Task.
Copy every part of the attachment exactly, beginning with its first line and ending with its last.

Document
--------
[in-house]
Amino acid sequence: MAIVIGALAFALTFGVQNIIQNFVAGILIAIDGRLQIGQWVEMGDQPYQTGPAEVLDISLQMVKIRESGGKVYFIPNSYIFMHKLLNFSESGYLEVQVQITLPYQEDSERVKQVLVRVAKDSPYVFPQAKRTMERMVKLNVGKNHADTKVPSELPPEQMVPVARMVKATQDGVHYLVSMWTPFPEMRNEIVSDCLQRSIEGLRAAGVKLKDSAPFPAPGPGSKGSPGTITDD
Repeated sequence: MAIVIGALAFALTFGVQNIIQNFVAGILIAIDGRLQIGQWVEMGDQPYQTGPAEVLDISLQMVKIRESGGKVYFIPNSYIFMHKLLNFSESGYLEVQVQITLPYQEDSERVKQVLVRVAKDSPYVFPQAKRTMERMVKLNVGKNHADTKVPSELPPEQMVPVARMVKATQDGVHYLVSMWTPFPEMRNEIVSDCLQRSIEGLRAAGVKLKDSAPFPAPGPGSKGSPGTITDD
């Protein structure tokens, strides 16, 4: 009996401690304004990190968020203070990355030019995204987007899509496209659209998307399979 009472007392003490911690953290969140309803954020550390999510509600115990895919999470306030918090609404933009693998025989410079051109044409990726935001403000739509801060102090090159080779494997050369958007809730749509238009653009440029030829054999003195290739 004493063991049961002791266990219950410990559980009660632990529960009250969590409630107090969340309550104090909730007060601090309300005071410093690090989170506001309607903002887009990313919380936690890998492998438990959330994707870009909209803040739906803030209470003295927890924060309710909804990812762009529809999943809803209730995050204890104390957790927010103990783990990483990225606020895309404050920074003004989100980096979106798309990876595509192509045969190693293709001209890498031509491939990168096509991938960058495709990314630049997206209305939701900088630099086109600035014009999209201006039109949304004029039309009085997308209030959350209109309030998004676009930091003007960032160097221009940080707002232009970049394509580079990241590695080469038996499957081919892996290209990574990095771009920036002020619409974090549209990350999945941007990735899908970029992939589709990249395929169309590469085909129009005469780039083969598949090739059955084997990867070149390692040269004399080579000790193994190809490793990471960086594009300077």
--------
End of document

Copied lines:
[in-house]
Amino acid sequence: MAIVIGALAFALTFGVQNIIQNFVAGILIAIDGRLQIGQWVEMGDQPYQTGPAEVLDISLQMVKIRESGGKVYFIPNSYIFMHKLLNFSESGYLEVQVQITLPYQEDSERVKQVLVRVAKDSPYVFPQAKRTMERMVKLNVGKNHADTKVPSELPPEQMVPVARMVKATQDGVHYLVSMWTPFPEMRNEIVSDCLQRSIEGLRAAGVKLKDSAPFPAPGPGSKGSPGTITDD
Repeated sequence: MAIVIGALAFALTFGVQNIIQNFVAGILIAIDGRLQIGQWVEMGDQPYQTGPAEVLDISLQMVKIRESGGKVYFIPNSYIFMHKLLNFSESGYLEVQVQITLPYQEDSERVKQVLVRVAKDSPYVFPQAKRTMERMVKLNVGKNHADTKVPSELPPEQMVPVARMVKATQDGVHYLVSMWTPFPEMRNEIVSDCLQRSIEGLRAAGVKLKDSAPFPAPGPGSKGSPGTITDD
């Protein structure tokens, strides 16, 4: 009996401690304004990190968020203070990355030019995204987007899509496209659209998307399979 009472007392003490911690953290969140309803954020550390999510509600115990895919999470306030918090609404933009693998025989410079051109044409990726935001403000739509801060102090090159080779494997050369958007809730749509238009653009440029030829054999003195290739 004493063991049961002791266990219950410990559980009660632990529960009250969590409630107090969340309550104090909730007060601090309300005071410093690090989170506001309607903002887009990313919380936690890998492998438990959330994707870009909209803040739906803030209470003295927890924060309710909804990812762009529809999943809803209730995050204890104390957790927010103990783990990483990225606020895309404050920074003004989100980096979106798309990876595509192509045969190693293709001209890498031509491939990168096509991938960058495709990314630049997206209305939701900088630099086109600035014009999209201006039109949304004029039309009085997308209030959350209109309030998004676009930091003007960032160097221009940080707002232009970049394509580079990241590695080469038996499957081919892996290209990574990095771009920036002020619409974090549209990350999945941007990735899908970029992939589709990249395929169309590469085909129009005469780039083969598949090739059955084997990867070149390692040269004399080579000790193994190809490793990471960086594009300077």